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Thread: Hand Scraping - How can it be more accurate than machining?

  1. #1

    Default Hand Scraping - How can it be more accurate than machining?

    I have seen various threads on hand scraping and people wanting to learn hand scraping, but the question I always have is: How can hand scraping ever be more accurate than a machined part or a CNC machined part? When is scraping a better, more accurate technique than using a mill/lathe?

    Thanks.

    - T

  2. #2
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    Scraping if often employed when the resurfacing has to be performed in situ.

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    Quote Originally Posted by MinnesotaHSM
    I have seen various threads on hand scraping and people wanting to learn hand scraping, but the question I always have is: How can hand scraping ever be more accurate than a machined part or a CNC machined part? When is scraping a better, more accurate technique than using a mill/lathe?

    Thanks.

    - T
    Hand scraping is better when the piece of work you have won't fit on the mill/lathe. The bed of your only lathe, for example. Another case is when it is too expensive to machine the part. The bed of your only lathe, to repeat the example.

    Hand scraping 1-2-3 blocks, while an excellent exercise for the student, is probably not going to replace machined and ground 1-2-3 blocks. Certainly there are other examples though where scraping is the better solution for a particular problem.

  4. #4
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    Hand scraping is only as good as the surface you are using as the master.

    In machine grinding the wear on the wheel has to be taken into account as well as the trueness of the slides on the bed which will change with use.
    In hand scrapping the master surface has only minimal wear if any.

    Hand scraped surface plates are made in 3's in which each in turn is used as the master so finally you end up with 3 plates true to each other.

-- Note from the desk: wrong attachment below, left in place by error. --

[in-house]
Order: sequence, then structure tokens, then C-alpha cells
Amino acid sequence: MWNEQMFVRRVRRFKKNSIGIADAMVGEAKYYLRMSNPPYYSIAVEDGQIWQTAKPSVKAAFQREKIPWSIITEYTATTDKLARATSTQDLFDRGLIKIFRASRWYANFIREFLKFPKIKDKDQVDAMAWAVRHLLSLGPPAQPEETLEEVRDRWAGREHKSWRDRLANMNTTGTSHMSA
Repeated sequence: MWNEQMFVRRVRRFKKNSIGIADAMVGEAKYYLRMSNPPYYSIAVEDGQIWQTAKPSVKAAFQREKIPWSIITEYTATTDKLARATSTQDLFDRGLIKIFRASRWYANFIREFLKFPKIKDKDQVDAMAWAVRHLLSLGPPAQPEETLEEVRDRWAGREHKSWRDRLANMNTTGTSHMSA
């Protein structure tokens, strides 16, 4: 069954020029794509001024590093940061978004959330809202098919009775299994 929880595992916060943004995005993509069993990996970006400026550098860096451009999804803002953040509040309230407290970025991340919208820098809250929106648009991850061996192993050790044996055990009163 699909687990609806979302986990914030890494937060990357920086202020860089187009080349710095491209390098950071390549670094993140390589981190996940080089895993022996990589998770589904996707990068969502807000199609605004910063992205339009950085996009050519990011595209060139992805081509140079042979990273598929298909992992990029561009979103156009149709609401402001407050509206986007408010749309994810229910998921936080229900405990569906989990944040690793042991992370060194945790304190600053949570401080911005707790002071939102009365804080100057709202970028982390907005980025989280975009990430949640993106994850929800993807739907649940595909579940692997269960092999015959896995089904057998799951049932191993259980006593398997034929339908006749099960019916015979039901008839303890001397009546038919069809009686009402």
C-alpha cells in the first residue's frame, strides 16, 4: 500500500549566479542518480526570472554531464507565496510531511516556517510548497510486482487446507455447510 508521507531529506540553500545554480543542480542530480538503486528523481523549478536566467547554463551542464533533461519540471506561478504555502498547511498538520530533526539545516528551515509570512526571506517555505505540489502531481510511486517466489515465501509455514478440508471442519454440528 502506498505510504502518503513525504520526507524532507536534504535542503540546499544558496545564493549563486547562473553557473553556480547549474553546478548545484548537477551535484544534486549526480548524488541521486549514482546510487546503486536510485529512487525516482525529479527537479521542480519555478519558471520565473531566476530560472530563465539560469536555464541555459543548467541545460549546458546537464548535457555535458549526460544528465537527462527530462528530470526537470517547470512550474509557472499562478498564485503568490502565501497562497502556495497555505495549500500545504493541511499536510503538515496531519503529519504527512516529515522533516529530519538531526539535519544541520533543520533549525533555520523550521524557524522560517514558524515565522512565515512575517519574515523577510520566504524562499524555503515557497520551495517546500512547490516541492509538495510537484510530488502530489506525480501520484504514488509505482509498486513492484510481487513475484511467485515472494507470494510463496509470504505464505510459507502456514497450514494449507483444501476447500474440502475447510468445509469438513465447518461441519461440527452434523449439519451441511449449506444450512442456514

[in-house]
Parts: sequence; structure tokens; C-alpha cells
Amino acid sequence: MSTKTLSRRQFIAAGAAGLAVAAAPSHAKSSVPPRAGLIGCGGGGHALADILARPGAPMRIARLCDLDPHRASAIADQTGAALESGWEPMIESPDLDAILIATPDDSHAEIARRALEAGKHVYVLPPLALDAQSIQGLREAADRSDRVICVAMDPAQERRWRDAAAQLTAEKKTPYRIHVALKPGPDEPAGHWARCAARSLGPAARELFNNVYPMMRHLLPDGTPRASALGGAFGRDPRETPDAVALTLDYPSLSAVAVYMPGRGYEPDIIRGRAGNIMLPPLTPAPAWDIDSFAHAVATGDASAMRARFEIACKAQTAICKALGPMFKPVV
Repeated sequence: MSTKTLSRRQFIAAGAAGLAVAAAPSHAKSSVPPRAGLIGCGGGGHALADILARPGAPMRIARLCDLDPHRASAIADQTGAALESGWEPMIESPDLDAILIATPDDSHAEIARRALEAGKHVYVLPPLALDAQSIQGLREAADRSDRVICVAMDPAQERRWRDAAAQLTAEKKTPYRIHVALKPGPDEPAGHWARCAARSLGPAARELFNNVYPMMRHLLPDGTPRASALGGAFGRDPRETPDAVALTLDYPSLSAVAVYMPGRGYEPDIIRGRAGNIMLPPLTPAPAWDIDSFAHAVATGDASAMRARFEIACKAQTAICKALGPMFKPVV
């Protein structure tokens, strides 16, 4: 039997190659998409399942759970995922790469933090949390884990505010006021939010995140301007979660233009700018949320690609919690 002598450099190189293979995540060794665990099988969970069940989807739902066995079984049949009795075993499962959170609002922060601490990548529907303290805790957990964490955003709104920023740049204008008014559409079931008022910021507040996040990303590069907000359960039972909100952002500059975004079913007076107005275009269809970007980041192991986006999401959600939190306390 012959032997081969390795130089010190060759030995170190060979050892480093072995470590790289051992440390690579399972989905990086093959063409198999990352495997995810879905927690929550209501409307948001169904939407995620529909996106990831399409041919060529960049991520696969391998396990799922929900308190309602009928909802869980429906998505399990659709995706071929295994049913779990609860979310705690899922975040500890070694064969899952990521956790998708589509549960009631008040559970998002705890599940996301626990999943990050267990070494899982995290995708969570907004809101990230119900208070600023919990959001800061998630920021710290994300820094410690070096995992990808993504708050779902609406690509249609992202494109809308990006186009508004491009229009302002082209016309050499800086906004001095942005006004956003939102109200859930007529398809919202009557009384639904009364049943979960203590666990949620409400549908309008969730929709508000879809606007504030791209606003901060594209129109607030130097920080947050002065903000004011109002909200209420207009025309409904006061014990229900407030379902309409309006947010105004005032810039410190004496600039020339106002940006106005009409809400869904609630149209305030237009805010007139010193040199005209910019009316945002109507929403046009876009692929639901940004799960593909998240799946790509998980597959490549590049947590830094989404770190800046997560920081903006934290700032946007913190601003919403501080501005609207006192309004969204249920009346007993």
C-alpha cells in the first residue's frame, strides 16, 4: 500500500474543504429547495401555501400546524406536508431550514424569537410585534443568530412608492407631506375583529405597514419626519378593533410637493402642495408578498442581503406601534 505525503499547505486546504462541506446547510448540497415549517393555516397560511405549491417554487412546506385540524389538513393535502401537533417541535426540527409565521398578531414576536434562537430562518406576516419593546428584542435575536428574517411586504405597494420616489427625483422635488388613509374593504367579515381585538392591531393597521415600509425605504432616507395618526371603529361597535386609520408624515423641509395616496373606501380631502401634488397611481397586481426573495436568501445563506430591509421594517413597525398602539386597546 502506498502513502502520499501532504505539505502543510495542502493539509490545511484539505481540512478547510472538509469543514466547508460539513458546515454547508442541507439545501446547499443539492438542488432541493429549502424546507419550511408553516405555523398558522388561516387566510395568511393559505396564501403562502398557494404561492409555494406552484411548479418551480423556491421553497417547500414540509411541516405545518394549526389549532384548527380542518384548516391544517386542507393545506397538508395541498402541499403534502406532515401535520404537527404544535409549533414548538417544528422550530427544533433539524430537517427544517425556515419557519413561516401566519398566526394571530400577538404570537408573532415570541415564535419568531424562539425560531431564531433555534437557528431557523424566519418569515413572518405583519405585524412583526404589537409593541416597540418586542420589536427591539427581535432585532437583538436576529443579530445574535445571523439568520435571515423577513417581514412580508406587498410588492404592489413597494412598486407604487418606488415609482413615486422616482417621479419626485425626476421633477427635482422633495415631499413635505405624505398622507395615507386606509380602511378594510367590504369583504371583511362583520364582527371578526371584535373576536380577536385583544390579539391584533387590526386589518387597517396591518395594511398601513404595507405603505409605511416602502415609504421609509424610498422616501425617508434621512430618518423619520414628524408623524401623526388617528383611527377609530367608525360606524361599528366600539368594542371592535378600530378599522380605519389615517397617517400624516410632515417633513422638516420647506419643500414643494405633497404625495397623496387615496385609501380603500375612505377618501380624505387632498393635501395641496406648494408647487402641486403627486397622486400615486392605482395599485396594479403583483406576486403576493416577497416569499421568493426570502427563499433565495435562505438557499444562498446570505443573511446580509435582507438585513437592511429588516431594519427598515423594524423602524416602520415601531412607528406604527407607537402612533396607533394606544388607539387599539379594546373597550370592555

I assume by now you could get a machine made hardened plate that is better than a scraped one but I expect that you would pay handsomely for it.

    Just my 2p worth

    Peter
    I have tools I don't know how to use!!

  5. #5
    juergenwt Guest

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    Yes we now have grinders that can grind just about any length, but before you can build a grinder or mill or lathe bed you have to have something to work from.A standard has to be set up like a prototype on which all others are based. And like any prototype you have nothing to compare it to.
    Some of the most famous machine tool builders have special clean rooms where they keep the best machines money can buy as a prototype for their product.
    So the "Prototype" is most likely something made by highly skilled craftsmen and built to perfection. Scraping a surface is one of those methods used to achieve the results needed for a prototype.
    As to your question, one answer is: a scraped surface on a machine bed besides being very precise (and costly) has the ability to maintain an oil film much better than a ground finish.

  6. #6
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    Quote Originally Posted by MinnesotaHSM
    I have seen various threads on hand scraping and people wanting to learn hand scraping, but the question I always have is: How can hand scraping ever be more accurate than a machined part or a CNC machined part? When is scraping a better, more accurate technique than using a mill/lathe?

    Thanks.

    - T